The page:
THE EMPLOYERS' EDGE
Right to Terminate Employment in COVID-19 Mandatory Vaccine Policy Struck by Arbitrator
The latest ruling on an employer’s mandatory COVID-19 vaccination policy came on February 7, 2022 from Arbitrator Gail Misra. The outcome was not favourable to the employer. Arbitrator Misra ultimately ruled that the Employer’s vaccination policy contained an invalid termination clause that had to be struck. Many employers and businesses now have vaccination policies and are contemplating whether to include termination clauses, and this case should be reviewed with caution.
The Healthcare, Office and Professional Employees Union (“HOPE”) filed a policy grievance in response to the Employer, Chartwell Housing (“Chartwell”), implementing a COVID-19 vaccination policy in August 2021 that required staff to be vaccinated against COVID-19. Unvaccinated staff would be placed on an unpaid administrative leave of absence, or “may have their employment terminated” under the updated policy.
The Employer’s COVID-19 policy originally allowed unvaccinated employees to continue to work if they used additional PPE, underwent regular testing and attended vaccination education sessions. HOPE did not contest the original policy, pointing out that they are in support of vaccination. HOPE began to take issue in August 2021 when Chartwell publicly announced that as of October 2021, staff who were not vaccinated would be placed on an unpaid leave of absence, and may have their employment terminated. Chartwell did not consult with or notify the Union of the change in policy prior to August 2021. Shortly after, on October 1, 2021 the Ministry of Long-Term Care sent a memo to LTC licensees requiring that by November 15, 2021 all staff must provide proof of vaccination, and those who do not provide proof of vaccination would no longer be able to attend an LTC home to work. Chartwell homes modified the dates in their policy to align with the Ministry’s deadlines. Once the deadlines passed, Chartwell placed a total of 16 bargaining members on unpaid leave and later terminated 14 of those employees.
The decision focused on three issues that arose from the facts discussed above:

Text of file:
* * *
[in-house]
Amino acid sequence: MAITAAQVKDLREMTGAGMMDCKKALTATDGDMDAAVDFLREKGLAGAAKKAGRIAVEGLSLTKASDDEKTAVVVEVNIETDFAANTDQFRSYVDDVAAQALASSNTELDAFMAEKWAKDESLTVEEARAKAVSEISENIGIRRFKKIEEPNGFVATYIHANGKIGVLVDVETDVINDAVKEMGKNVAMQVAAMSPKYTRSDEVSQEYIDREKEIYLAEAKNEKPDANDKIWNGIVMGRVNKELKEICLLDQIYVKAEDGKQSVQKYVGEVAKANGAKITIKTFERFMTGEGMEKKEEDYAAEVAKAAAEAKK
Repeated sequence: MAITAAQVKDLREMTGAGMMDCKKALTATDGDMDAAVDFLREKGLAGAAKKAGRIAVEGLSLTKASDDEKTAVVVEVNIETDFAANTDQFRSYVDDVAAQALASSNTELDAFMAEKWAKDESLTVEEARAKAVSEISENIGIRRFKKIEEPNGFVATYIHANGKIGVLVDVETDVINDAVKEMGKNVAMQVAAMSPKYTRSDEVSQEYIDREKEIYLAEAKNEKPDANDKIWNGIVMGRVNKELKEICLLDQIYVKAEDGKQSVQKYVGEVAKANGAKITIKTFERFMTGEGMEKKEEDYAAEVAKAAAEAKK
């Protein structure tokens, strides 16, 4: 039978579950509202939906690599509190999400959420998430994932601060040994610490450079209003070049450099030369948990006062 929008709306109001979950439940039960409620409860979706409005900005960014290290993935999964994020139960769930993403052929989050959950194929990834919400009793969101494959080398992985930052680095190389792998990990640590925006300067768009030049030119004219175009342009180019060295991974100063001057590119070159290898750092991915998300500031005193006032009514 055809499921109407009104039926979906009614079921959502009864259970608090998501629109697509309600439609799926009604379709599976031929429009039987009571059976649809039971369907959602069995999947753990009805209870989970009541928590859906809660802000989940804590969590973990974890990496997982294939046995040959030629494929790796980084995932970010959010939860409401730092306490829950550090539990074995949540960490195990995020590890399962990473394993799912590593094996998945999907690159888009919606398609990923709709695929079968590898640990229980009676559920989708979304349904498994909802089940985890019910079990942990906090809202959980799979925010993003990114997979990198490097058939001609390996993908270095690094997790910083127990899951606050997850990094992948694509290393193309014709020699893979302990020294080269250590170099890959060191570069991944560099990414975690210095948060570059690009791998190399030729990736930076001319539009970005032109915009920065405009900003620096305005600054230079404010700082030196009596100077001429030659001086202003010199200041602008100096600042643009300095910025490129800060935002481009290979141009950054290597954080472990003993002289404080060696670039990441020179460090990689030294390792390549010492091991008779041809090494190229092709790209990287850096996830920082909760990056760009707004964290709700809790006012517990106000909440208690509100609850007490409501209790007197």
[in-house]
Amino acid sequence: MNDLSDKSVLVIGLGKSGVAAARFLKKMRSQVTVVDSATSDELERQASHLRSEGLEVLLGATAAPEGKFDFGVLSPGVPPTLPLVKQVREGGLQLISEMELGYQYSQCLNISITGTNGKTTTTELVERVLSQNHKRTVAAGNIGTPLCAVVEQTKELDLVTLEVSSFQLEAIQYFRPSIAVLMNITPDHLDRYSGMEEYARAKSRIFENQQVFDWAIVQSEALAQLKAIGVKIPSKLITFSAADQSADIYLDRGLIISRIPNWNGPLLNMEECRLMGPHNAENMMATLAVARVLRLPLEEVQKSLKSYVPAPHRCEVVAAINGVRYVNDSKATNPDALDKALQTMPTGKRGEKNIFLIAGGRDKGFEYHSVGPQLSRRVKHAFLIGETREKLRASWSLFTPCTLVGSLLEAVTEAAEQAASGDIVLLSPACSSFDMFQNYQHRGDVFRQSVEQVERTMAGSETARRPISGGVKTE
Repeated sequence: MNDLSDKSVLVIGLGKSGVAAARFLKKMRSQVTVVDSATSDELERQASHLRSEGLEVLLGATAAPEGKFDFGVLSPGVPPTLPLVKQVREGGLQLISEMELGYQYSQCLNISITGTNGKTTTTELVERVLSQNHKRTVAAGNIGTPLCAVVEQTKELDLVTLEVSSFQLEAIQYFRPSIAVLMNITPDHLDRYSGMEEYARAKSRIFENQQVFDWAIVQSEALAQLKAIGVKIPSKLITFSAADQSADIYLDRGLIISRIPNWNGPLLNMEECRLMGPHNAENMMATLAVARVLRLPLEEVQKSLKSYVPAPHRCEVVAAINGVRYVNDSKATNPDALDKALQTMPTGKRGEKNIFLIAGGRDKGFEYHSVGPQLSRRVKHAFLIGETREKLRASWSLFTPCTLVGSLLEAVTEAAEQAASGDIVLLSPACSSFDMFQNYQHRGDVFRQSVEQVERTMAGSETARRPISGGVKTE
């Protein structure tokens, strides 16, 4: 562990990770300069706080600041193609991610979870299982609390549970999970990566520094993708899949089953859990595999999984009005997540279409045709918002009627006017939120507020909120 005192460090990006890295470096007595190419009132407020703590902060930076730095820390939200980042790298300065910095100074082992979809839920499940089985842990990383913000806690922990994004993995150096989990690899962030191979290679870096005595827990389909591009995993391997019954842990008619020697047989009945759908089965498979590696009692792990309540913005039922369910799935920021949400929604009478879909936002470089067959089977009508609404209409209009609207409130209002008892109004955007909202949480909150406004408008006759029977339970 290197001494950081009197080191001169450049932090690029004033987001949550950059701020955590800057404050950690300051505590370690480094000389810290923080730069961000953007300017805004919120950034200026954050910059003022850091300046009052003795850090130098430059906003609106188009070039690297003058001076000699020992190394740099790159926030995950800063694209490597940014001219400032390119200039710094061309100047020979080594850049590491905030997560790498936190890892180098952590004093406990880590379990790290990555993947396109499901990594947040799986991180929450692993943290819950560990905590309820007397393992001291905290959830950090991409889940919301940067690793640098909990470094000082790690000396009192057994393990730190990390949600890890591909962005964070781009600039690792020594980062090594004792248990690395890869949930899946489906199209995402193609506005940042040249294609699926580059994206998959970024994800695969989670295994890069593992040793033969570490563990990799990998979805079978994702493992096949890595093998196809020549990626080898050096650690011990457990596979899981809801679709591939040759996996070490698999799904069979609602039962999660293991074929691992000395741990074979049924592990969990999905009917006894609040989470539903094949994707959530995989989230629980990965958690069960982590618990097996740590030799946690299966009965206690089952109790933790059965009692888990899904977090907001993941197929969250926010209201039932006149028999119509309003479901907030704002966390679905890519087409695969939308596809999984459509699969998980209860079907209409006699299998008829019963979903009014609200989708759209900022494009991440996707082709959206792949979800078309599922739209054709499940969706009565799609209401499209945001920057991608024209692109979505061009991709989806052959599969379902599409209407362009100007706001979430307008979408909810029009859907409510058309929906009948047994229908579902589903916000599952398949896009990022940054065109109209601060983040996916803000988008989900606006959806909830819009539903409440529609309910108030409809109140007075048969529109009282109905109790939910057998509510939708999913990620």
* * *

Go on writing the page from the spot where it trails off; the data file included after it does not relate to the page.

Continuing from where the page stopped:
- Did the Employer breach Article 18.4 of the collective agreement, which required the Employer to discuss any significant rules or policy changes with the Union?
- Did the Employer breach Article 18.5 of the collective agreement, which required the Employer to maintain the status quo of working conditions unless the Union agreed to a modification?
- Was the September 2021 Mandatory Vaccination Policy reasonable, particularly with respect to the termination provision?
1. The Employer failed to discuss changes or policies with the Union
Arbitrator Misra found that the Employer did effect significant changes in its vaccination policy when it announced publicly in August 2021 that it would be moving to a mandatory vaccination regime. She further found that the Employer violated Article 18.4 by failing to discuss the policy change with the Union. Following the announcement in August 2021, the Union immediately reminded the Employer of their obligation to discuss policy changes of such a magnitude prior to implementation. Despite the reminder, the Employer did not engage in discussions with the Union and did not send the Union the actual policy until several days later, even though managers had already been communicating the policy to staff. The Union received a copy of the policy after it had already been put into effect, and only then did they learn that employees may be subject to termination.
Finally, Arbitrator Misra found that the changes were significant. The prior policy allowed employees to remain unvaccinated but continue employment if they complied with the education, testing and PPE requirements. The new policy no longer offered those alternatives and for the first time, threatened termination for unvaccinated workers. Therefore, Arbitrator Misra found the Employer effected significant changes, without any consultation to the Union, violating the collective agreement.
2. The Employer failed to maintain the existing practice
Arbitrator Misra determined that there was an existing practice or working condition regarding vaccinations that was more beneficial to the bargaining unit than what the Employer implemented in its new policy. The Union pointed to the earlier COVID vaccination policy, noting that there were no disciplinary measures for failing to be vaccinated or taking the required vaccine education. Employees would only be put off work if they did not meet the PPE or testing requirements. The Employer argued that these past policies and practices did not indicate that the employer could not invoke discipline if an employee failed to comply with the previous policy. However, Arbitrator Misra found that there was no indication that Chartwell ever did implement disciplinary sanctions. Instead, the consistency between what the policy said and what the Employer actually did established the existing working conditions.